Measure the reserved broth. You should have about 4 cups. If you have more, remove some and enjoy it on its own. If you have less, top up with bouillon or packaged broth. Pour the broth over the chicken and rice. Bring to a boil, then reduce heat, cover, and allow to simmer for 30 minutes without lifting the lid. Serves 4–6.


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Latin Dining in Gurnee, IL


I just finished working on a book about the history of corn. I’m also working again with Maria Baez Kijac, with whom I worked on the award-winning cookbook The South American Table. So a friend figured a restaurant that focused on Latin American corn dishes would be of interest. She was right.

Momcorn, at 5101 Washington St #2 in Gurnee, IL, is not hugely convenient for me, but it proved to be well worth the drive. Asked about the name, owner Sergio Rivera said he figured everyone knew popcorn, so momcorn needed to be introduced to the world.

The menu was a delight. For drinks, the corn-based choices were atole and chicha morada (they have several non-corn drinks, including soft drinks, tea, and coffee, but I was there for the corn). I’ve had atole a number of times in Mexico, so I went for the chicha. It was tasty, sweet-tart, tinged with cinnamon, and (as the name suggests) deep purple. Sergio brought over an ear of the dark purple corn used in making the drink, to show that the color was natural.


I ordered a cup of pozole, which was spicy (but not brutally spicy) and flavorful.

Sergio recommended the quesadilla, which was outstanding — made with cheese, epazote, and serrano chile.

Next we had sopes topped with meat and avocado and two kinds of tamales (rajas and chicken with green chile).

We finished the meal with a warm, sweet empanada filled with guava paste and cheese.

Sergio related that the ingredients are locally sourced and all natural. Nothing is frozen, and everything is made from scratch. To underscore the authenticity of the dishes, he related that some customers get tears in their eyes when they eat some of the specialties he produces. They said his food was just like their grandmother’s. I’ve had a fair bit of experience with Latin American food, both from my travels and from working with Maria on her cookbooks, so I did have a pretty good idea that these were on the exceptional side of authentic.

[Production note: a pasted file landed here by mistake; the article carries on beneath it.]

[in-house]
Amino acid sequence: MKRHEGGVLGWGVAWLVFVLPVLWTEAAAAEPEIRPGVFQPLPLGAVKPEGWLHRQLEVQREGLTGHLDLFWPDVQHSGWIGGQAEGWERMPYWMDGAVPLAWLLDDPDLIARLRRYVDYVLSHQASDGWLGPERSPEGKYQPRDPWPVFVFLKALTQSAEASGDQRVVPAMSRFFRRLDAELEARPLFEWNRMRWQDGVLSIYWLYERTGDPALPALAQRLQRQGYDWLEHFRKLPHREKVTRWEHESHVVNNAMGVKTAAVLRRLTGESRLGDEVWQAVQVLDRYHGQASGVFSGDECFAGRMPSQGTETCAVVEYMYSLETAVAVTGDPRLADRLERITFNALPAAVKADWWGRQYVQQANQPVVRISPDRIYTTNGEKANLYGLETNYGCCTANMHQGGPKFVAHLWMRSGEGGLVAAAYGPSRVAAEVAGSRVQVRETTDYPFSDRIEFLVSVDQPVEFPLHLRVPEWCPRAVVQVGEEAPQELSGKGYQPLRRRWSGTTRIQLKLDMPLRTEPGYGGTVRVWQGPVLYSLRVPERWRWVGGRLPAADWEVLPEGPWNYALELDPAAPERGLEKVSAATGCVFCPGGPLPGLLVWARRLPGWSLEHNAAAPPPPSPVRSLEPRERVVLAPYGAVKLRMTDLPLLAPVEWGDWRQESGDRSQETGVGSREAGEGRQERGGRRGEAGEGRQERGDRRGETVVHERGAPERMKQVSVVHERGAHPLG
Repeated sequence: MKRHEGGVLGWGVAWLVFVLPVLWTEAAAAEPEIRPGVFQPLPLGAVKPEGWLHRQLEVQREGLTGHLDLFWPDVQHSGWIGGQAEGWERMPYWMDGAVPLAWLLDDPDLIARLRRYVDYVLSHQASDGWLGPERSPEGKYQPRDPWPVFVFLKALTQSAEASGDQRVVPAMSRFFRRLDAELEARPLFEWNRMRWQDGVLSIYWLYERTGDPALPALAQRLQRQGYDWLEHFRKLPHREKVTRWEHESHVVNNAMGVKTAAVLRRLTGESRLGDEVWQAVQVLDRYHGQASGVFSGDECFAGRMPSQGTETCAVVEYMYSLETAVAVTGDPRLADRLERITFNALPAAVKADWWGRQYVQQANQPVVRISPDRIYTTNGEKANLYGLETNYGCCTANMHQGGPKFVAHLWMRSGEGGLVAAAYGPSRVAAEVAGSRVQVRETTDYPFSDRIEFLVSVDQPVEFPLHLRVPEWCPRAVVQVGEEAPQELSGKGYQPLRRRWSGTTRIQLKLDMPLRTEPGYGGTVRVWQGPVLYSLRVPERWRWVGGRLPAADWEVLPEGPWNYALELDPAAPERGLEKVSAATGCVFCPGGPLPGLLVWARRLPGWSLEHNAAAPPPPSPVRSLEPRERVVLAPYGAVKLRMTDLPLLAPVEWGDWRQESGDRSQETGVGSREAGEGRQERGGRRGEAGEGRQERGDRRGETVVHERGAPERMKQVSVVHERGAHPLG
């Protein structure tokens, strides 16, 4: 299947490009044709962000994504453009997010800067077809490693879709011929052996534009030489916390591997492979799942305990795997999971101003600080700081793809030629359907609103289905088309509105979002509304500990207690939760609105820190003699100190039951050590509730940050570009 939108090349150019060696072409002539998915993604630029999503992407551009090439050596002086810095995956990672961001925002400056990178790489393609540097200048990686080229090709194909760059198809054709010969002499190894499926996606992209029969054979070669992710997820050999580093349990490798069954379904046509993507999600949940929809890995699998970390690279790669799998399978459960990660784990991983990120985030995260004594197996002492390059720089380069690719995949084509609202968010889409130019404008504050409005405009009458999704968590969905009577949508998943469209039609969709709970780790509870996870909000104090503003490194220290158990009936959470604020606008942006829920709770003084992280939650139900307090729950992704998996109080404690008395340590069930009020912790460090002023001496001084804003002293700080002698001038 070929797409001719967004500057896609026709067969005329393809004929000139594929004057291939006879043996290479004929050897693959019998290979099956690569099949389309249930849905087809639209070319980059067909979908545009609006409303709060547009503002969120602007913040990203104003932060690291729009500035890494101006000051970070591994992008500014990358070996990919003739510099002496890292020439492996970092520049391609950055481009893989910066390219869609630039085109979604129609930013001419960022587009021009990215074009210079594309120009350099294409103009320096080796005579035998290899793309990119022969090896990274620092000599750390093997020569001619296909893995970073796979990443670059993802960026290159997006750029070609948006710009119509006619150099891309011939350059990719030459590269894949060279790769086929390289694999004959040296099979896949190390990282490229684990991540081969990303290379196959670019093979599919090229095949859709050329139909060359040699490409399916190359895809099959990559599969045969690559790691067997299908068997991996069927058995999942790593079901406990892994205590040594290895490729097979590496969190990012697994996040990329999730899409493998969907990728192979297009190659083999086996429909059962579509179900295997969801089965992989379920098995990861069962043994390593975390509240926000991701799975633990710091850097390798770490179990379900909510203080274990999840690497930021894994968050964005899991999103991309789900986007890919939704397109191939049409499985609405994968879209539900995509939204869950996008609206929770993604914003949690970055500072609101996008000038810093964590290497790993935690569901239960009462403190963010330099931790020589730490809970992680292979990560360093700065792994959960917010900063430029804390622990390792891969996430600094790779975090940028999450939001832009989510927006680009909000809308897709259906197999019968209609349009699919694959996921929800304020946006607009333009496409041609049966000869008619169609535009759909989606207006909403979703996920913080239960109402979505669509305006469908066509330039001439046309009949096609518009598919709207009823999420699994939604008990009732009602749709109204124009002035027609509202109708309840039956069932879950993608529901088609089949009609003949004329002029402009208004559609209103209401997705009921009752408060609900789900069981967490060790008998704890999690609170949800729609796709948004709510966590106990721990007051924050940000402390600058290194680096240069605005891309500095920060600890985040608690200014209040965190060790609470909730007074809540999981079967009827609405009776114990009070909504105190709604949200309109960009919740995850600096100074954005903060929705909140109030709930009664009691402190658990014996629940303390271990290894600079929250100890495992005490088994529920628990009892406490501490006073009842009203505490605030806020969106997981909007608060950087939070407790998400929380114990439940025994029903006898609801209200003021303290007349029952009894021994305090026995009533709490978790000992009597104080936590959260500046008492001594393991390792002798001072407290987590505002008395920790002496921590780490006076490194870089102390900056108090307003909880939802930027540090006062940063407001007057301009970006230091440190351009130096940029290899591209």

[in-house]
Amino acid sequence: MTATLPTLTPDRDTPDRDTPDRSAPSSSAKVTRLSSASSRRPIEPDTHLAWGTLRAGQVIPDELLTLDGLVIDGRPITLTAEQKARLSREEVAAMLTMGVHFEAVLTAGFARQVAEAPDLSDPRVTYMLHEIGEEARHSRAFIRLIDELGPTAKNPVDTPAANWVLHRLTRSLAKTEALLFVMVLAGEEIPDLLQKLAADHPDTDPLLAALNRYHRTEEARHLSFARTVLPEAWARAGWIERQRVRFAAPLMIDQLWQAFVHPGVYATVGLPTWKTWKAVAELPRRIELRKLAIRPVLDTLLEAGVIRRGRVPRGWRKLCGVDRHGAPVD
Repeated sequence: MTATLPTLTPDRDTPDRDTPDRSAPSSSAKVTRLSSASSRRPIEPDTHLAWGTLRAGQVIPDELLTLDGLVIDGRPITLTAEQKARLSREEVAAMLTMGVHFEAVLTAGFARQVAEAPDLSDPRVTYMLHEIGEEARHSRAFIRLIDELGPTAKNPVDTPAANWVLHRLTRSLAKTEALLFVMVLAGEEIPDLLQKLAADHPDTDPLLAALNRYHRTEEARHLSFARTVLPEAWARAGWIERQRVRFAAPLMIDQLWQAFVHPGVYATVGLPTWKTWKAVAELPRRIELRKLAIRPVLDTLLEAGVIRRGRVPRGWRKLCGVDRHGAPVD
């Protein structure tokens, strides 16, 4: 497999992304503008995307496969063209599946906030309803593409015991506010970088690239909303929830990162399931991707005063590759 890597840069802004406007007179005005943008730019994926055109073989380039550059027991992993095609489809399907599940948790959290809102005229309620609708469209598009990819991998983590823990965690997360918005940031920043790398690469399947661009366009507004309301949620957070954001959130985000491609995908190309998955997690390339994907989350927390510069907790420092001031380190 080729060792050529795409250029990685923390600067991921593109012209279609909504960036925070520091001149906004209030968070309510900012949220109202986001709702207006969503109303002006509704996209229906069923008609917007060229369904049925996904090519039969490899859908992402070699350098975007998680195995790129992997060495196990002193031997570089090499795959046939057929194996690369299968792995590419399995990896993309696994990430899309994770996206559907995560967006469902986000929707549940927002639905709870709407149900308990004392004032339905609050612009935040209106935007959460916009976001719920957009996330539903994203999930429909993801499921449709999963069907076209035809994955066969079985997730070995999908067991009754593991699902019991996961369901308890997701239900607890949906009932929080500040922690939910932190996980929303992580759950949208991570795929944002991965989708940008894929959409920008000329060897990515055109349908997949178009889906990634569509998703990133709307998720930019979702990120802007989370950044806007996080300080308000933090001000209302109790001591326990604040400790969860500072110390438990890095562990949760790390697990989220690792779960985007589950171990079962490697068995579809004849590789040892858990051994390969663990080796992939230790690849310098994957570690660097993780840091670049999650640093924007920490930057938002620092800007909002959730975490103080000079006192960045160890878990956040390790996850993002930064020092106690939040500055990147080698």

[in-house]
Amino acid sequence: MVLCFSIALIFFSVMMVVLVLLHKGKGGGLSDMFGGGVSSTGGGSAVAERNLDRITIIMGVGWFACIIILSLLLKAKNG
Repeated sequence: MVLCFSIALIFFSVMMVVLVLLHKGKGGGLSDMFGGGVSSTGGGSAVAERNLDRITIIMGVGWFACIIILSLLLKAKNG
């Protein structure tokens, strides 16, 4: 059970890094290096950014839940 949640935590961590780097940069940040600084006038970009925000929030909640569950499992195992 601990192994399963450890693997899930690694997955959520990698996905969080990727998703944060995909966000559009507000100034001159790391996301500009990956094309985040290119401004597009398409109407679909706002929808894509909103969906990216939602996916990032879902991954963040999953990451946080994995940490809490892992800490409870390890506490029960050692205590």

While there is a menu, Sergio noted that if there’s something you love from Latin America and it involves corn, ask. They might be able to make it for you.

This might not make anyone want to travel to Gurnee, but the restaurant is right behind Great America and not far from I94. So if you happen to be heading up that way for other entertainments, you might want to add this to the list of places worth visiting.

To see their menu, you can visit their site.



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Rum on the Road

Yo Ho Ho.img_assist_custom-220x220

My presentation on the history of rum (with a focus on how it helped lead to the American Revolution and then went on to cause trouble in Australia before pretty much spanning the globe) has been picked up by the Illinois Humanities Council’s “Road Scholars” program. Under this program, qualified non-profits gain access to a wide range of top speakers at a subsidized rate.

As part of promoting the Road Scholars program, the IHC had very talented artist Clare Rosean design posters for each of the topics being offered this year. The poster above is the one she created for my “Yo Ho Ho and a Bottle of Rum” presentation. Clare did an amazing job on all the posters, really capturing the feel of the varied topics. If you’re interested, you can see more of the posters, and learn more about the Road Scholars program, on the IHC site.